Search the Health Library
Get the facts on diseases, conditions, tests and procedures.
I Want To...
I Want To...
Find Research Faculty
Enter the last name, specialty or keyword for your search below.
School of Medicine
Hospital Readmissions After Colon Surgery Common, Costly - and Preventable - 11/16/2011
Hospital Readmissions After Colon Surgery Common, Costly - and Preventable
Johns Hopkins researchers find nearly one in four patients readmitted within 90 days at a cost of $300 million a year
Release Date: November 16, 2011
Nearly one-quarter of privately insured colon surgery patients are readmitted to the hospital within three months of discharge at a cost of roughly $9,000 per readmission, according to Johns Hopkins researchers, who’ve identified a major area for quality improvement and cost reduction in health care.
The most common reason for returning to the hospital: complications from surgical-site infections, which are likely preventable, they say.
Readmission rates, an increasingly popular yardstick by which hospitals are judged and penalized by insurers, are a major financial burden on the health care system. Nationwide, these findings account for $300 million in readmission costs annually for colorectal surgery alone.
“Readmissions after surgery are common and they burden the health care system with exorbitant costs,” says Martin A. Makary, M.D., M.P.H., an associate professor of surgery at the Johns Hopkins University School of Medicine and the senior author of a report on the new study published in the December issue of the journal Diseases of the Colon & Rectum. “While readmissions are sometimes unavoidable, many times they result from poor coordination of medical care. Everyone knows you can’t get readmissions down to zero but, at 23 percent, there’s a huge amount of room for improvement.
There is no reason we can’t cut that rate in half.” Says study leader Elizabeth Wick, M.D., an assistant professor of surgery at Johns Hopkins: “Hospital readmissions are costly to the patient, costly to the system, delay recovery and victimize some patients multiple times.”
Using data from BlueCross BlueShield plans in eight states, Makary, Wick and their colleagues reviewed records of 10,882 patients who underwent colorectal surgery between 2002 and 2008. They found that 11.4 percent of patients were readmitted to the hospital within 30 days of discharge and another 12 percent were readmitted between days 31 and 90. Nearly 7 percent -- 725 patients -- were readmitted two or more times within the first three months after discharge.
Colorectal surgery patients are at high risk for readmission because of the location and complexity of their operations. Many suffer from a postsurgical infection or dehydration as the digestive system recovers from surgery. Stoma (ostomy) complications are also common. A stoma is sometimes needed to divert the intestinal tract outside the body.
Patients with a stoma are three times more likely to be readmitted within 30 days, and those with surgical-site infections are twice as likely, they found. Patients in the study needed colorectal surgery primarily because of cancer or diverticulitis, a chronic inflammation of the intestines. Nearly 19 percent of patients in the study contracted a surgical-site infection within 30 days of their operations.
Even a 5 percent reduction in surgical-site infections would have a significant impact on readmission rates and the associated costs, Wick says.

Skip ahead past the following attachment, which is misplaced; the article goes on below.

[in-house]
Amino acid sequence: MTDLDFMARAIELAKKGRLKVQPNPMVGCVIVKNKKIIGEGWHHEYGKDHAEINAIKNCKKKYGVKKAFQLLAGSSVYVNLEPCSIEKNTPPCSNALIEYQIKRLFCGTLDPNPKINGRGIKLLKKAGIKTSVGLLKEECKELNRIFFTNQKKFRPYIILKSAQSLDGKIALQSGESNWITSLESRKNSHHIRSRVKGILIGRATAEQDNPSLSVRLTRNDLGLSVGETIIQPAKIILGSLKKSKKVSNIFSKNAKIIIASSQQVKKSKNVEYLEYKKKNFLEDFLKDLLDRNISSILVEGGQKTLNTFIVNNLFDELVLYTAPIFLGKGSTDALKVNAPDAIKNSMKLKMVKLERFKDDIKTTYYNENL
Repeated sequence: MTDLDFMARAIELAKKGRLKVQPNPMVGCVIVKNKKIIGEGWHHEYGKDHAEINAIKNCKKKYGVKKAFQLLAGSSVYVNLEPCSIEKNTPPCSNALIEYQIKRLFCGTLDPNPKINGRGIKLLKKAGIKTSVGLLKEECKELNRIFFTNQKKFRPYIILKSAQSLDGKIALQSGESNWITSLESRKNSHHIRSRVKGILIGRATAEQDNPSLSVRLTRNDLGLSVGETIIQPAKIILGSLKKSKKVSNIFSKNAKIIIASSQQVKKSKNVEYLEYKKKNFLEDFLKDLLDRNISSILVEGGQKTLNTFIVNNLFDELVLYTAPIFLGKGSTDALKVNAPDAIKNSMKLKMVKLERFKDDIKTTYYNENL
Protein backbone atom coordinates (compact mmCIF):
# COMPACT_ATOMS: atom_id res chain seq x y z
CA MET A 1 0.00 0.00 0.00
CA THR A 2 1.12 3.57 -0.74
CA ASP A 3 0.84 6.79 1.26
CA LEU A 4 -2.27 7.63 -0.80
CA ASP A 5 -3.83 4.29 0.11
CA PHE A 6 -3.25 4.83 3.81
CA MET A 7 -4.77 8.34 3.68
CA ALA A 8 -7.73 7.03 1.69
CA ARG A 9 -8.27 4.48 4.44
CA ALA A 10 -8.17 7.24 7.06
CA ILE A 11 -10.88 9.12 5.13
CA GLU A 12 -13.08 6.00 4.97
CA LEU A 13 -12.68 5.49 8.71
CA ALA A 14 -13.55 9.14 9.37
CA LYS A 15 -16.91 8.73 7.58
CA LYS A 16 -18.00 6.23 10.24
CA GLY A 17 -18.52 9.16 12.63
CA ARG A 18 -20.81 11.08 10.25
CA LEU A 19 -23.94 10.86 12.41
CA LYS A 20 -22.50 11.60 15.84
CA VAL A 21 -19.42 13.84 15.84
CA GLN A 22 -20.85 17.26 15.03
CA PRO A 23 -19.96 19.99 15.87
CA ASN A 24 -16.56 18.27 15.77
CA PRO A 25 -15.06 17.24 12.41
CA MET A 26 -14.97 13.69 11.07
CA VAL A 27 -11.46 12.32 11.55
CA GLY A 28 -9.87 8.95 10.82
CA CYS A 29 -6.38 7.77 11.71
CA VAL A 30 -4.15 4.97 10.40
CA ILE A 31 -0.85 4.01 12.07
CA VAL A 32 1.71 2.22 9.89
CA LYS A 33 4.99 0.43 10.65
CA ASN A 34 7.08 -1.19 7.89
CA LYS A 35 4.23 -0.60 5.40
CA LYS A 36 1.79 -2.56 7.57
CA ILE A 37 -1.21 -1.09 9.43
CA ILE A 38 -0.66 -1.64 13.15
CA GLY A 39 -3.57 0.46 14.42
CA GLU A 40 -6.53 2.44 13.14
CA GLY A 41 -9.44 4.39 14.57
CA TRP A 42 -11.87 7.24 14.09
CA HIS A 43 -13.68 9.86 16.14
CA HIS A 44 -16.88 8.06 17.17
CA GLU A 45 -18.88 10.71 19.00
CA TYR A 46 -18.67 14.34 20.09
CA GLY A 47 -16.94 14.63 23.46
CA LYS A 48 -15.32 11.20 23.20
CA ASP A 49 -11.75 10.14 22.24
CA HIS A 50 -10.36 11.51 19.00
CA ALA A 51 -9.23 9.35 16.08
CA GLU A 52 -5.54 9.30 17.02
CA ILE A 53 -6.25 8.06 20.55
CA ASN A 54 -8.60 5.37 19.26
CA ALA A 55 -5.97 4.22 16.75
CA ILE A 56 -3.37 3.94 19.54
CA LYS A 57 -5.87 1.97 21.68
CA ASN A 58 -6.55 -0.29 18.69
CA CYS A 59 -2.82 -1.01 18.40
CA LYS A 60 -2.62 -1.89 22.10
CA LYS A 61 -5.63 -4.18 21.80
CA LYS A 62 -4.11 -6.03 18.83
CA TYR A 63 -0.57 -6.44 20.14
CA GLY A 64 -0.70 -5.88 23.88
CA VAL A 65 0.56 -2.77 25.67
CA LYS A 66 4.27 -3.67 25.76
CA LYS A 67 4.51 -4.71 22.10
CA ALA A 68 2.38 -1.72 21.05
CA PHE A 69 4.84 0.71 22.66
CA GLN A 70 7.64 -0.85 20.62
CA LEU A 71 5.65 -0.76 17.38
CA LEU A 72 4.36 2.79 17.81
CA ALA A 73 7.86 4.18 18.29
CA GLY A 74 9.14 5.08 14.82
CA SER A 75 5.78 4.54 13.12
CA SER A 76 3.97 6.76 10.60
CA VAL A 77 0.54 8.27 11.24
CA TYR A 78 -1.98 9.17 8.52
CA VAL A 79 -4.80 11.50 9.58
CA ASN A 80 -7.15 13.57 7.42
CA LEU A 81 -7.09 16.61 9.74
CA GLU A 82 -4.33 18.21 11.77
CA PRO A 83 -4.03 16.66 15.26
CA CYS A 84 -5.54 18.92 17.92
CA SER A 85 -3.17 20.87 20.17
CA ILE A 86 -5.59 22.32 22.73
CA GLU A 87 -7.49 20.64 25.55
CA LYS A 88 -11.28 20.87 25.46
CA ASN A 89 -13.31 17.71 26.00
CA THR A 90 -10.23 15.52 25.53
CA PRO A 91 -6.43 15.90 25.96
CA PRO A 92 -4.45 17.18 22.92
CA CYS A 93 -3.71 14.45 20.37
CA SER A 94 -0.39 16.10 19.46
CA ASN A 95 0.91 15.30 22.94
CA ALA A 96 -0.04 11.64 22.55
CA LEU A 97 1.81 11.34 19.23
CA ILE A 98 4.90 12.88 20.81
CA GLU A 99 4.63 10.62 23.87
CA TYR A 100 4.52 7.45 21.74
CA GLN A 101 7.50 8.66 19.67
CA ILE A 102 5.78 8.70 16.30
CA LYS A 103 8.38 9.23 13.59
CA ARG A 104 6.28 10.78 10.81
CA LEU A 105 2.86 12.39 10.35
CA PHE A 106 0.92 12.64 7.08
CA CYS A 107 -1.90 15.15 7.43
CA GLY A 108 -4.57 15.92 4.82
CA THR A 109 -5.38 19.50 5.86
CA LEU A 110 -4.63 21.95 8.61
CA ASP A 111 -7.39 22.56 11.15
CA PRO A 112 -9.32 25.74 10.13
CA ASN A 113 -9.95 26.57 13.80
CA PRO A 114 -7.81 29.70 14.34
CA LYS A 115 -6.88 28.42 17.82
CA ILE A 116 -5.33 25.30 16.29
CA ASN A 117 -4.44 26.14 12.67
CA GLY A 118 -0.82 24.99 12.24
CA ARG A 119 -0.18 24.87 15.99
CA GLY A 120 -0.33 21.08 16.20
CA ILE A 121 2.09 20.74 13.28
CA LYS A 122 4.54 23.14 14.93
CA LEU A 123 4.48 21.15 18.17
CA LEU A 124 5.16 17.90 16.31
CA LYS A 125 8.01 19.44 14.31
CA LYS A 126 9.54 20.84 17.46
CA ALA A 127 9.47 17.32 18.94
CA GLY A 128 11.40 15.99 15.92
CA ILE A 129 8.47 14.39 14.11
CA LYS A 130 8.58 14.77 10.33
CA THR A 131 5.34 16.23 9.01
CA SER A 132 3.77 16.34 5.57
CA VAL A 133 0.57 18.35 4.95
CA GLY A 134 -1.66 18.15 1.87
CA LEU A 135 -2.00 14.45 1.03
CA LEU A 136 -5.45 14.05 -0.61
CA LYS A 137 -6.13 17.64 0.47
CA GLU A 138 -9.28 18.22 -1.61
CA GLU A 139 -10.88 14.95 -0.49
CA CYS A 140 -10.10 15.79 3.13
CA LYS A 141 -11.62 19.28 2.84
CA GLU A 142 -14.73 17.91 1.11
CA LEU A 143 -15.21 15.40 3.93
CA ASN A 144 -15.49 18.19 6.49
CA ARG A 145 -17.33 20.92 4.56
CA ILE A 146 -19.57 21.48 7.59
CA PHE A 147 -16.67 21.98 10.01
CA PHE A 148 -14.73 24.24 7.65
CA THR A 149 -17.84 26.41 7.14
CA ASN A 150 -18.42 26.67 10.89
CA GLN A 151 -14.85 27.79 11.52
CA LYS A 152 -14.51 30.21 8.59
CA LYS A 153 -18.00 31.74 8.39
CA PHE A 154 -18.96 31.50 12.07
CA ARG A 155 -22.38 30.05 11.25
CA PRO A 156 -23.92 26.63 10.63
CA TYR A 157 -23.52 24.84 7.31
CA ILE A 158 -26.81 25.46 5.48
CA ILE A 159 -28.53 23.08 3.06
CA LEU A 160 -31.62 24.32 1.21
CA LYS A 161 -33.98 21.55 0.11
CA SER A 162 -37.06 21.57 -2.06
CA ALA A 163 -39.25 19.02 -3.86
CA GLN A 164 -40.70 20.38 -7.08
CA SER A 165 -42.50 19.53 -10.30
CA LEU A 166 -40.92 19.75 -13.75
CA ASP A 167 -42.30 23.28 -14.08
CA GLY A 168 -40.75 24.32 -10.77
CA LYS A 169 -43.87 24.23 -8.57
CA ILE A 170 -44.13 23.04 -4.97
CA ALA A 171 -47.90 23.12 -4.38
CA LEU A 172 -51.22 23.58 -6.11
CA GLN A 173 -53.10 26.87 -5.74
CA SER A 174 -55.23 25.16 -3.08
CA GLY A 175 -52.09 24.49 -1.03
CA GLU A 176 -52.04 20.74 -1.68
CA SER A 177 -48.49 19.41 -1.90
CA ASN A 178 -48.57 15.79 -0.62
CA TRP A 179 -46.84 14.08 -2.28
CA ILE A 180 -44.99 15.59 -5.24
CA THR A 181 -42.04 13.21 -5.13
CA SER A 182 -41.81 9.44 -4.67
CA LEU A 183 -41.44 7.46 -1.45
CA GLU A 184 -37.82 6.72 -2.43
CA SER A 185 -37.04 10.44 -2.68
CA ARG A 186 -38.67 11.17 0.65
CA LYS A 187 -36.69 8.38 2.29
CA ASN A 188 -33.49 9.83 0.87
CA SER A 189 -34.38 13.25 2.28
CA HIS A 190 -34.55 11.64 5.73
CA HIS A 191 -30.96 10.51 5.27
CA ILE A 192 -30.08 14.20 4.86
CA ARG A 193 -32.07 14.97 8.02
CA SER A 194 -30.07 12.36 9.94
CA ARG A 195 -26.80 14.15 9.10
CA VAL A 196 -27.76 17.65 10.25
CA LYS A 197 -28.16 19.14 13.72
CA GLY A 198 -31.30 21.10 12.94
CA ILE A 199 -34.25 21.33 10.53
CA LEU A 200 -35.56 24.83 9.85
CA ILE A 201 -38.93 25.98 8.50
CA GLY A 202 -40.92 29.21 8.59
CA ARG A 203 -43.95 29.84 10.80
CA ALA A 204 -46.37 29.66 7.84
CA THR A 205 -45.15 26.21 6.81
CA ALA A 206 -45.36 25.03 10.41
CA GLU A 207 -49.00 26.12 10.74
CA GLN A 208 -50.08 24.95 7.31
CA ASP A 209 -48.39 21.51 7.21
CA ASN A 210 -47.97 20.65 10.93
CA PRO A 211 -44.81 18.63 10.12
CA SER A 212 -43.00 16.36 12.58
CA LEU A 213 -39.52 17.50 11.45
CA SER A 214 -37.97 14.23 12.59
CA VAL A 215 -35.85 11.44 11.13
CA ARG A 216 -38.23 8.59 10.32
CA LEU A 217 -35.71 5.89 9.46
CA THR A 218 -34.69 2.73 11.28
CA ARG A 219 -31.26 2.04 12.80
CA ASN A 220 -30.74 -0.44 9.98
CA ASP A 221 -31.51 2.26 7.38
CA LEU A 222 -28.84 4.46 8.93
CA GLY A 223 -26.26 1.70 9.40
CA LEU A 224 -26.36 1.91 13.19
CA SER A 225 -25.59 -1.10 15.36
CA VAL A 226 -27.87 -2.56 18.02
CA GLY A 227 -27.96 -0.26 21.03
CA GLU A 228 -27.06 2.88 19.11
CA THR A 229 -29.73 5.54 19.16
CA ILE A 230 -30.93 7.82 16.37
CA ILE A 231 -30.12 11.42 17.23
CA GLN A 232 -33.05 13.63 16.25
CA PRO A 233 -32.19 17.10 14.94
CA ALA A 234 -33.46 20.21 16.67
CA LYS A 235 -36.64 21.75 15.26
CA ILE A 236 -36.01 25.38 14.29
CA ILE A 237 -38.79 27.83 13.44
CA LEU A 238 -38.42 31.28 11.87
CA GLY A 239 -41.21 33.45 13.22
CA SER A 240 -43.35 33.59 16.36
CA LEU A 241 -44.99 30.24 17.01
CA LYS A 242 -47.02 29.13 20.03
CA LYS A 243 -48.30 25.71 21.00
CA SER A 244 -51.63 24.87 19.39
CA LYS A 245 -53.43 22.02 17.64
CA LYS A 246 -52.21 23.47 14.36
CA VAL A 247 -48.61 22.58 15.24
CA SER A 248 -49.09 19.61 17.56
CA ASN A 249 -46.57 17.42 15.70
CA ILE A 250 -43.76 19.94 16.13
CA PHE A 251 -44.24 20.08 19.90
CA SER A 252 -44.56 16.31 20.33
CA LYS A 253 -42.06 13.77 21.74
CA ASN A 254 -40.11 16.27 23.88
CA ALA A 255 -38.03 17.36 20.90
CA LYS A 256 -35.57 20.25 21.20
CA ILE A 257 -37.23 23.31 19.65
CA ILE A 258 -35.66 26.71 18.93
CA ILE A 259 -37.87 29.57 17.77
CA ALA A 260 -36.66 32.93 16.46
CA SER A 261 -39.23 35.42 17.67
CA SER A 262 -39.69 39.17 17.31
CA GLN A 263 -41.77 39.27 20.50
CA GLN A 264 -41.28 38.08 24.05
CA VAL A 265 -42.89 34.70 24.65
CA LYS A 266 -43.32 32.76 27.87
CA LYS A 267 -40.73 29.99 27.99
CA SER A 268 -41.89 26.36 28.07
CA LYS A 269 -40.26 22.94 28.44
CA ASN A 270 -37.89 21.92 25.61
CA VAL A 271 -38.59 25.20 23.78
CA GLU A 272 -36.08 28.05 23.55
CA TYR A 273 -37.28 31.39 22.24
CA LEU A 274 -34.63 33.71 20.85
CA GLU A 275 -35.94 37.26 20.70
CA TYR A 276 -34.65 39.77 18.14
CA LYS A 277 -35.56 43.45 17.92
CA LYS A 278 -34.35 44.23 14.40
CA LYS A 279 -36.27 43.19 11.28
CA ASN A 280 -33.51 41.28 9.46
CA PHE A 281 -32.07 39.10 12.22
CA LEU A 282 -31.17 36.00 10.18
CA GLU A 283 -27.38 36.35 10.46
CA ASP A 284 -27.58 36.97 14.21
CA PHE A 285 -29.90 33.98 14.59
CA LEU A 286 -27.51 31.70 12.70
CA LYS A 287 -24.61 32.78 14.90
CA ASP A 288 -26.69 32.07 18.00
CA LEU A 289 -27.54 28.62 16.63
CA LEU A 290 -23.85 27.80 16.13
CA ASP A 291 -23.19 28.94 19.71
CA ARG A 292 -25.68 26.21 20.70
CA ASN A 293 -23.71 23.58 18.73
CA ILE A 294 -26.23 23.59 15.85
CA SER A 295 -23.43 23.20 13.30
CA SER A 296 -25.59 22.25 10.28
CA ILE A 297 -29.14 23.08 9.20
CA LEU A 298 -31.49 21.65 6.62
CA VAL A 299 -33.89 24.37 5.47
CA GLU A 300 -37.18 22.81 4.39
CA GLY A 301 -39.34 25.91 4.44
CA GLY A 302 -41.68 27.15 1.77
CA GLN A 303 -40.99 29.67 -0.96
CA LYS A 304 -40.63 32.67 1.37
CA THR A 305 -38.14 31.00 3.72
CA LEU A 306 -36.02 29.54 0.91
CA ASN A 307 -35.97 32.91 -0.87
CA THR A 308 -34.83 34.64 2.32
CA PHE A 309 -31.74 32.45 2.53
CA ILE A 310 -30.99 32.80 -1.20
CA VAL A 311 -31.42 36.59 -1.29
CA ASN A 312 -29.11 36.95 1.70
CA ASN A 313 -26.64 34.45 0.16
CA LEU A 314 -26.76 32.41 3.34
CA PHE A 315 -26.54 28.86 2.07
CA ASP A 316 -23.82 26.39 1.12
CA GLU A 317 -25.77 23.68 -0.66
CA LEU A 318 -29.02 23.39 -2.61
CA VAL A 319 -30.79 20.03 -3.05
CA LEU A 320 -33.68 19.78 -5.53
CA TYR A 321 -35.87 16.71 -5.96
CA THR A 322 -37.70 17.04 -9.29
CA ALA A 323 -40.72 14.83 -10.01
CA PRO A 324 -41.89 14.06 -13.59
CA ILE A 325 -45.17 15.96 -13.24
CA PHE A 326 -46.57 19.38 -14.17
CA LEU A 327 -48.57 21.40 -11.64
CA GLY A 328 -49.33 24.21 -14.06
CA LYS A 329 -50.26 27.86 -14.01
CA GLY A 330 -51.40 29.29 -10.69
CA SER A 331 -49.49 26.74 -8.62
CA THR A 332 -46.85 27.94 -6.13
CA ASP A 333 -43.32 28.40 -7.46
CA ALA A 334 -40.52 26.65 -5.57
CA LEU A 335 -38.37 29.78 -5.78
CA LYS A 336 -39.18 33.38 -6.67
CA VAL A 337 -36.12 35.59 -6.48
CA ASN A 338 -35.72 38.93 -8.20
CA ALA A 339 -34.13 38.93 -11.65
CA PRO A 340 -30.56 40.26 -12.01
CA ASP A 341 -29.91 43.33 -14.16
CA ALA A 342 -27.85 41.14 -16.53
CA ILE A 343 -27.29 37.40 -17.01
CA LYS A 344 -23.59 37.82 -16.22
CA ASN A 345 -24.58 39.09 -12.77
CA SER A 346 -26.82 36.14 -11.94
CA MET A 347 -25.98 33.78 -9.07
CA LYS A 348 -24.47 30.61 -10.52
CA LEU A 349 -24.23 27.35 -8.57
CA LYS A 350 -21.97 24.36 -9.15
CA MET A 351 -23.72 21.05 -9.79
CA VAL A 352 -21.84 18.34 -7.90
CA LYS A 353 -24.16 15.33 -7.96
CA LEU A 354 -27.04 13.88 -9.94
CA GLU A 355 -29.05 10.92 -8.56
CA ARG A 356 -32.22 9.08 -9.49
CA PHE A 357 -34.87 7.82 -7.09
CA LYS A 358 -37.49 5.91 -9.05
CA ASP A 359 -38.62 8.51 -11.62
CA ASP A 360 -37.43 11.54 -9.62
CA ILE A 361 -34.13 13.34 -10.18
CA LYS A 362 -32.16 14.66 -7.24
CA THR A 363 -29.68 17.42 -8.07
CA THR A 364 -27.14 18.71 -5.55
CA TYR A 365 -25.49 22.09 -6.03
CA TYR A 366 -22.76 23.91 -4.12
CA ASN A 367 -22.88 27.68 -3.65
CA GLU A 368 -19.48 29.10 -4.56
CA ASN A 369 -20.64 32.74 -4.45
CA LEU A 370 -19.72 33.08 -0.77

She notes that hospitals and surgeons are actively investigating ways to prevent surgical-site infections, and testing various interventions.
At The Johns Hopkins Hospital, for example, nurses are independently reviewing discharge plans before patients leave, making follow-up appointments for them and reviewing medication lists, tasks shown to prevent some return visits to the emergency department for minor concerns.
Makary says some hospitals are beginning to have nurses follow up with patients by phone in the days after discharge. Those deemed at high risk for readmission receive home visits from a nurse.
Both interventions are significantly less expensive than the cost of a new hospital stay.
He adds that many readmissions may be related to patients falling through the cracks. Sometimes they get lost in the process of setting follow-up appointments, don’t know what is considered to be a normal recovery, lack the right phone numbers to call for questions or are discharged with the wrong medications. He also suggests that some patients may be leaving the hospital too early and that “a little extra care on the front end” might stem costly readmissions.
The Centers for Medicare and Medicaid Services has targeted readmission rates after hospitalization for certain medical conditions as a factor in determining how much a hospital should be paid for treatment. Beginning in 2013, hospitals with higher than expected risk-adjusted 30-day readmission rates for patients with heart attacks, congestive heart failure and pneumonia will incur financial penalties. Public reporting of readmission rates is also planned, and health care experts anticipate that patients with other diagnoses, including those undergoing colorectal surgery, will be incorporated into this pay-for-performance measure in the future.
“Hospital readmissions are being used as a surrogate measure for determining quality of care,” Wick says. “If care isn’t as good, patients end up back in the hospital. We need to make sure patients don’t have to come back.”
Other Johns Hopkins researchers who worked on the study include Andrew D. Shore, Ph.D.; Kenzo Hirose, M.D.; Andrew M. Ibrahim, B.A.; Susan L.Gearhart, M.D.; Jonathan Efron, M.D.; and Jonathan P. Weiner, Dr.P.H.
For the Media
Media Contact: Stephanie Desmon